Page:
Scientists Should Engage in Policy, But It’s a Balancing Act

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Scientists sometimes ‘have a special responsibility to engage on policy issues’ relevant to their science. But they need to proceed with care when they remove their scientist hats and speak instead as citizens. Reposted with permission of The Conversation.

In a recent speech at the British Science Festival in Newcastle, England, Astronomer Royal Martin Rees said on policy issues “scientists have a special responsibility to engage”. Yet he added: “They should accept that on the economic, social and ethical aspects of any policy they speak as citizens and not as experts.”

But are scientists able to distinguish between areas where they are experts and where they speak as citizens? Or do they make it clear on which basis they are speaking? Some scientists’ cries of “kill the badgers”, “we must have GM crops” or “go for nuclear power” lead me to think that sometimes the two roles have blurred edges.

There is a helpful way of looking at how scientists give advice to policymakers. In Roger Pielke’s book, The Honest Broker, he suggests that there are four ways scientists can choose to engage in the policy process. First, they can act as a “pure scientist” who publishes papers, and even if their work has relevance to a policy issue, they leave it for others to find and use the results. Second, they can act as “science arbiters”, who answer specific factual questions posed by decision makers. Third, they can become an “issue advocate”, who decide for themselves on the “right” policy decision and become advocates for the “solution”, sometimes closing down the scope of choices available to policymakers. Finally, they can act as “honest brokers”, who aim to expand and clarify the scope of options and choices available to decision makers, stepping back, leaving it to the policy maker to use this evidence to decide what to do.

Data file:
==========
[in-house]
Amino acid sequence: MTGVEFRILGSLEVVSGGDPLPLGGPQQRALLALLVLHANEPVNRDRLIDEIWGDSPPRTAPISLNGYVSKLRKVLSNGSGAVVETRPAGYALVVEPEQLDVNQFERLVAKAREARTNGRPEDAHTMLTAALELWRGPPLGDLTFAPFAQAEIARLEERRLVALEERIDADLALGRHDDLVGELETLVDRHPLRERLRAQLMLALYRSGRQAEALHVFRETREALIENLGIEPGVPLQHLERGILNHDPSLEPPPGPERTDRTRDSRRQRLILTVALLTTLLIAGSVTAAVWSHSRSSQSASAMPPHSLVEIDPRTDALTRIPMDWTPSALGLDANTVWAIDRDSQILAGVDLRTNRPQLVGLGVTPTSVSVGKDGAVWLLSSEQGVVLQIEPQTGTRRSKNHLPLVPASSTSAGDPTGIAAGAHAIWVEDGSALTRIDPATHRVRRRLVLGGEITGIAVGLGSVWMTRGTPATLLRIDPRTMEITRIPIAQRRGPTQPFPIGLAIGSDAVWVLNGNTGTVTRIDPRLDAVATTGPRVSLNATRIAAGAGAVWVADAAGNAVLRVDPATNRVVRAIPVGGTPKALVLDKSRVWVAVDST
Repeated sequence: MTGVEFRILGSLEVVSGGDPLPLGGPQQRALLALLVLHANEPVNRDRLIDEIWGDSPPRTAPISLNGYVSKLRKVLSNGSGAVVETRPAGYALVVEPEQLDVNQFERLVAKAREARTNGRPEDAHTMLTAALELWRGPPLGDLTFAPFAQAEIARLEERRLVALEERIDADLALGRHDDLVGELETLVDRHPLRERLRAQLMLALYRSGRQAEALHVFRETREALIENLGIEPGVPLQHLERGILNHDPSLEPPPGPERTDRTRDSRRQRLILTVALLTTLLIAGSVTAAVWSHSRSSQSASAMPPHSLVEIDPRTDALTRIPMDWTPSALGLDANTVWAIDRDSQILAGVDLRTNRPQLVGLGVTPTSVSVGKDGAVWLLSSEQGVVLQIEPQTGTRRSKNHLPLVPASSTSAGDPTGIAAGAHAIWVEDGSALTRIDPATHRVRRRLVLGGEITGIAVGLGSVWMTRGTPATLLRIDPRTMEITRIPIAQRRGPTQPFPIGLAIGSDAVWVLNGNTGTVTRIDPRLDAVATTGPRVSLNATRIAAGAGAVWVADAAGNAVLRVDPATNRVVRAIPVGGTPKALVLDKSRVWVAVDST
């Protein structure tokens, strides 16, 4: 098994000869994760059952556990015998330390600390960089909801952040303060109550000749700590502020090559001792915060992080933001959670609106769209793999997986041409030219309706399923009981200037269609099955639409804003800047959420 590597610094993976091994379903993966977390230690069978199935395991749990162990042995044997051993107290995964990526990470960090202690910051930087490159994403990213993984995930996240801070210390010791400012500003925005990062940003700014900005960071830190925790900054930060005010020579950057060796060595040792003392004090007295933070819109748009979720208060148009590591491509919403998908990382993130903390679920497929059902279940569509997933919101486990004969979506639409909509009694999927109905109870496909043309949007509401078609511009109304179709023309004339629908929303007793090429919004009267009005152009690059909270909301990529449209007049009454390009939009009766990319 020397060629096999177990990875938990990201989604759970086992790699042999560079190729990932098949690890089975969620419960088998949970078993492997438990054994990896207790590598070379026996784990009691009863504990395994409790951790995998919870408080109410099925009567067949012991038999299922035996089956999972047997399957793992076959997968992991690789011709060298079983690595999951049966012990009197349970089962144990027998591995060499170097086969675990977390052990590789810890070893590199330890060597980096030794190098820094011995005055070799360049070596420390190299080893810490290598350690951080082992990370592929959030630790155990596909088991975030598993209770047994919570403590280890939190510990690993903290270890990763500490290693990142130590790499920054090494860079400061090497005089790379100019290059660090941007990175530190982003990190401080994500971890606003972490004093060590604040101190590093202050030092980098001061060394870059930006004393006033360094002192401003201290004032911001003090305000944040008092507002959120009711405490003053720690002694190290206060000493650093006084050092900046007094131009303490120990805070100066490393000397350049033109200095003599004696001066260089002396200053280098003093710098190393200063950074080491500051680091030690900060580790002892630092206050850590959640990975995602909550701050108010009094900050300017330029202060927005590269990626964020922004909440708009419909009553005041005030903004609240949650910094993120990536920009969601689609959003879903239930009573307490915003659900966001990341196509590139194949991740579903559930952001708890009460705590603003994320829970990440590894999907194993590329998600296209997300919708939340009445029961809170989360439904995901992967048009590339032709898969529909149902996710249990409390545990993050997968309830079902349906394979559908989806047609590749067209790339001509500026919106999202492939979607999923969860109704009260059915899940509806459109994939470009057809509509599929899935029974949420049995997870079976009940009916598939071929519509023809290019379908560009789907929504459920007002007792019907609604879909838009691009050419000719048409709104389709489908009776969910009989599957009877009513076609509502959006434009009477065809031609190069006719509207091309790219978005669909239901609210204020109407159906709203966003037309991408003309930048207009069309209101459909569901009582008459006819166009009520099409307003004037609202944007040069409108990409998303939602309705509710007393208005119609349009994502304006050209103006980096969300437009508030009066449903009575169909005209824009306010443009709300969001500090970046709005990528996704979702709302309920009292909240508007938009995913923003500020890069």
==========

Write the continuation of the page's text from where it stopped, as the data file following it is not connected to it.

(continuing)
On the matter of these four ways, scientists might reflect on where they sit on particular issues when speaking with policy makers, journalists and even friends. Do they make up their minds about what should happen and advocate their version? Are they even aware when they, as Martin Rees puts it, are “acting as citizens”, or do they slip into territories that involve aspects beyond science and speak about them with the kind of authority they use when speaking about science?

Scientists get excellent training in how to be scientific — in logic, rational thinking and how to aim for objectivity. They don’t however get much training in reflecting on their behaviour or language, or really thinking through the boundaries of where scientific evidence comes up against other, murkier areas such as ethics and economics. Scientists rarely get training in how to give advice to policy makers. They may just be thrown into doing it, having observed how other scientists behave.